As can be seen from Figure 1, both the energy and
density of high-energy particles vary by many orders
of magnitude. Galactic cosmic radiation, the most
destructive, is thought to originate from supernovas.
Although relatively uncommon, they pose the greatest
risk to long-term space installations and interstellar
movie stars. The atmosphere protects terrestrial
lifeforms, although incoming cosmic rays do collide
with atoms and molecules, resulting in showers
of secondary radiation including alpha particles,
electrons, neutrons, and X-rays.
Radiation-hardened design is not only applicable to
space, of course. Nuclear reactors produce gamma
radiation and neutron radiation which can affect sensor
and control circuits in nuclear power plants. And
doomsday planners are concerned about the effects of
an electromagnetic pulse (EMP) and neutron radiation
in case of a nuclear explosion.
Radiation’s Effect On Electronic Circuits
When radiation collides with electronic circuits, it can
change the contents of memory cells, cause spurious
current flow, or even burn out devices completely.
Ionizing radiation can damage devices via two
Protons, neutrons, alpha particles, heavy ions, and
very-high-energy gamma rays change the arrangement
of atoms in the crystal lattice, a phenomenon known as
lattice displacement. The result is permanent damage:
increasing the number of recombination centers,
depleting the minority carriers, and altering the analog
properties of the affected semiconductor junctions.
Charged particles, including those with energy below
the threshold for lattice displacement, can also cause
transient ionization effects. Although they typically
only result in glitches and soft errors, ionization effects
can trigger other damage mechanisms, such as latchup,
that can destroy the device.
There are several ways to describe this damage:
Total Ionizing Dose (TID) effects occur when
electrons and protons create excess charge in dielectric
insulating layers. TID effects accumulate over time
and degrade device performance until it becomes
For example, a power MOSFET must be able to
switch reliably and predictably from on to off and
back when the gate voltage passes through a defined
threshold. Over time, TID radiation can shift the
MOSFET’s threshold voltage, making it easier or
harder to switch. Radiation may also increase the
MOSFET’s leakage current, causing the on and off
states to become less distinguishable. Either effect can
ultimately cause device failure.
Single-event effects (SEE) are caused by the
passage of a single high-energy particle through a
device. The severity of a single-event effect can range
from minor and unnoticeable to catastrophic. Newer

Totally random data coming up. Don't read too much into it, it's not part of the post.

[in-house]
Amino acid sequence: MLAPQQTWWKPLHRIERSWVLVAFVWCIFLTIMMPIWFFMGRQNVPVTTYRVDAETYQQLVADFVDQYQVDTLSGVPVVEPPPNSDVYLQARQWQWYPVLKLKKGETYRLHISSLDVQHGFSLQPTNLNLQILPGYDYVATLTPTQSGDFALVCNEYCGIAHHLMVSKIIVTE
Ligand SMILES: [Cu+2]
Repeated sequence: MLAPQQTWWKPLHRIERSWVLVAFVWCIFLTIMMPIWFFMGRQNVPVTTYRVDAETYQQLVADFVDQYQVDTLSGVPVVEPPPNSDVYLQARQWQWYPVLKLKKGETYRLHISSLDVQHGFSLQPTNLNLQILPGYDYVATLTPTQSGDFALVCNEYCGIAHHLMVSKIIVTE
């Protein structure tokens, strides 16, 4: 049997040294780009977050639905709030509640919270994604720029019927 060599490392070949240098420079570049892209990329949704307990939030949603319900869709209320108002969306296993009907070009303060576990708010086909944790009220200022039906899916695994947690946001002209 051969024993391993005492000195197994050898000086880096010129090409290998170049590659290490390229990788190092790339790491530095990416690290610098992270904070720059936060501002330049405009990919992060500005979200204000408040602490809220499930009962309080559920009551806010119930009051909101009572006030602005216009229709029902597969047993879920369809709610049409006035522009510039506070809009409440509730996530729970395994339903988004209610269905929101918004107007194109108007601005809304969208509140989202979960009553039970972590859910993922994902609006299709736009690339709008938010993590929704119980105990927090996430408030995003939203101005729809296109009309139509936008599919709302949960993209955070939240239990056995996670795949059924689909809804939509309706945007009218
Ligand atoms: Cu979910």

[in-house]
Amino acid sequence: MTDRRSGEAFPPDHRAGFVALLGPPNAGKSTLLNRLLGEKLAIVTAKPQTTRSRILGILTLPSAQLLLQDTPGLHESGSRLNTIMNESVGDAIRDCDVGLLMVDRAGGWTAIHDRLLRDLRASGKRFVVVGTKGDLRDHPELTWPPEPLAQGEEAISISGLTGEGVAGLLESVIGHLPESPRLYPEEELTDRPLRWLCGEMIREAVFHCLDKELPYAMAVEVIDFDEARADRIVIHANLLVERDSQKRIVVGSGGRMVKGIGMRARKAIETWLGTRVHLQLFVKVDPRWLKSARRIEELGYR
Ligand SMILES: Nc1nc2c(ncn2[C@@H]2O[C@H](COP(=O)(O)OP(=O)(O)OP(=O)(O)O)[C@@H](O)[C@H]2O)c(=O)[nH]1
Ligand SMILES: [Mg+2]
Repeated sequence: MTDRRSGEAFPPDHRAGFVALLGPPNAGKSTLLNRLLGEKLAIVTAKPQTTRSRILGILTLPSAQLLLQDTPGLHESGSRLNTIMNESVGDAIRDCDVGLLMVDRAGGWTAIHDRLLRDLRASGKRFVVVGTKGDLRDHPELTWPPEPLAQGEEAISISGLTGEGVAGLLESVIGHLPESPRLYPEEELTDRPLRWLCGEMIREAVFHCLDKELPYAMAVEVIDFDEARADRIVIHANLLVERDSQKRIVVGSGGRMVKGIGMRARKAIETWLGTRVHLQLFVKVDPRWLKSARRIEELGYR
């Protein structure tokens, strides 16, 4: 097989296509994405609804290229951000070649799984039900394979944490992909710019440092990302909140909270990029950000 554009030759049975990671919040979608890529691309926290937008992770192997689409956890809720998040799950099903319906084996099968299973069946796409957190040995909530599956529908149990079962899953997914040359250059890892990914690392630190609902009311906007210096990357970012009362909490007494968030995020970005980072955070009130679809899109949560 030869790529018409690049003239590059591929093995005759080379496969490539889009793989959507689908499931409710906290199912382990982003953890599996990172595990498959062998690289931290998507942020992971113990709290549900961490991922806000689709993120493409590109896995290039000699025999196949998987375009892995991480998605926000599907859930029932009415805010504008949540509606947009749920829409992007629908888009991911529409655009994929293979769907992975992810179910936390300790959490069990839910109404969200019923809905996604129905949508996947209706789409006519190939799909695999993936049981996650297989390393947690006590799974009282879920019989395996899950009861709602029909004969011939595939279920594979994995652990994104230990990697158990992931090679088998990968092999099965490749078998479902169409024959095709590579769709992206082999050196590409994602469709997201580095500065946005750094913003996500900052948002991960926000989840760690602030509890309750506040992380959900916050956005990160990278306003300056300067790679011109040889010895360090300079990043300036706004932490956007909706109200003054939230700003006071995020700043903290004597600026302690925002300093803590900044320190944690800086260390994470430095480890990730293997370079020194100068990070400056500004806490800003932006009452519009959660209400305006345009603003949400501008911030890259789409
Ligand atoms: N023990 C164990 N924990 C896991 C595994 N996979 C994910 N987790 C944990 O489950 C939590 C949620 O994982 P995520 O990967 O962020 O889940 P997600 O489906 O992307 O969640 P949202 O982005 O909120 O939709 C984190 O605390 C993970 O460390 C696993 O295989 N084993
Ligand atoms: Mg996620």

semiconductor technologies such as high-speed or low-power CMOS, or fiber optics, are more susceptible to
Figure 2: An SEU generates electron-hole pairs as a function of
time, distance from the particle entry point, and distance from the
particle track center. (Source: Silvaco)
Classes of SEEs include the Single Event Transient
(SET), the Single Event Upset (SEU), the Single
Event Functional Interrupt (SEFI), and the Single
Event Latch-up (SEL), which is often a destructive
failure. Figure 2 shows the results of an SEU strike.
Power devices are susceptible to hard failure modes
such as Single Event Burn-Out (SEB) and Single Event
Gate Rupture (SEGR), but they can also suffer from
soft mechanisms like SET or SEFI.
Mitigating Radiation Damage
How do designers reduce or prevent radiation damage?
Shielding is the first option. Lead shielding can protect
against X-rays, gamma radiation, and lower-energy
particles, but it’s ineffective against high-energy
cosmic rays, which can cause secondary radiation in
the shield that is more damaging than the original
Researchers are looking at active shields that make
use of magnetic or electric fields to deflect particles.
Without such devices, NASA estimates that a human
crew will exceed their lifetime radiation exposure even
during the relatively short six-month trip to Mars and
back. They’ll also increase their lifetime risk of cancer
by about 5 percent. With current shield technology,
Jim, Aurora, and everyone else in Passengers would
have absorbed a lethal dose of radiation long before
they reached their intended destination.
At the system level, designers can build in
redundancy and backup systems. Such systems
reduce but don’t eliminate the radiation effects; they